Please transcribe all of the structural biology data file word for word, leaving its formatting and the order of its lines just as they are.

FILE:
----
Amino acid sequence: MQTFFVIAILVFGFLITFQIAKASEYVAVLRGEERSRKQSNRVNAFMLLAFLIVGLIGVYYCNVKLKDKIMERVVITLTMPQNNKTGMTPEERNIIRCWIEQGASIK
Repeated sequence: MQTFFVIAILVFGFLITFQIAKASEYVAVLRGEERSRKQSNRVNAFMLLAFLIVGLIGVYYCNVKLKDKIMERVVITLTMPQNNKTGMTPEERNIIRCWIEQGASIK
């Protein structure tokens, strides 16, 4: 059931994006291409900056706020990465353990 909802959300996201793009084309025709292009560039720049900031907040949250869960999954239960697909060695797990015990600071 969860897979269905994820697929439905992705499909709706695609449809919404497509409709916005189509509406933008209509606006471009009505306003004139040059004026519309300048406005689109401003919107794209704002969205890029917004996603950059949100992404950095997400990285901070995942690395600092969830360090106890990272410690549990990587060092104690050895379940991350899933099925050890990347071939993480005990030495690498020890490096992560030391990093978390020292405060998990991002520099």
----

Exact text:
Amino acid sequence: MQTFFVIAILVFGFLITFQIAKASEYVAVLRGEERSRKQSNRVNAFMLLAFLIVGLIGVYYCNVKLKDKIMERVVITLTMPQNNKTGMTPEERNIIRCWIEQGASIK
Repeated sequence: MQTFFVIAILVFGFLITFQIAKASEYVAVLRGEERSRKQSNRVNAFMLLAFLIVGLIGVYYCNVKLKDKIMERVVITLTMPQNNKTGMTPEERNIIRCWIEQGASIK
């Protein structure tokens, strides 16, 4: 059931994006291409900056706020990465353990 909802959300996201793009084309025709292009560039720049900031907040949250869960999954239960697909060695797990015990600071 969860897979269905994820697929439905992705499909709706695609449809919404497509409709916005189509509406933008209509606006471009009505306003004139040059004026519309300048406005689109401003919107794209704002969205890029917004996603950059949100992404950095997400990285901070995942690395600092969830360090106890990272410690549990990587060092104690050895379940991350899933099925050890990347071939993480005990030495690498020890490096992560030391990093978390020292405060998990991002520099």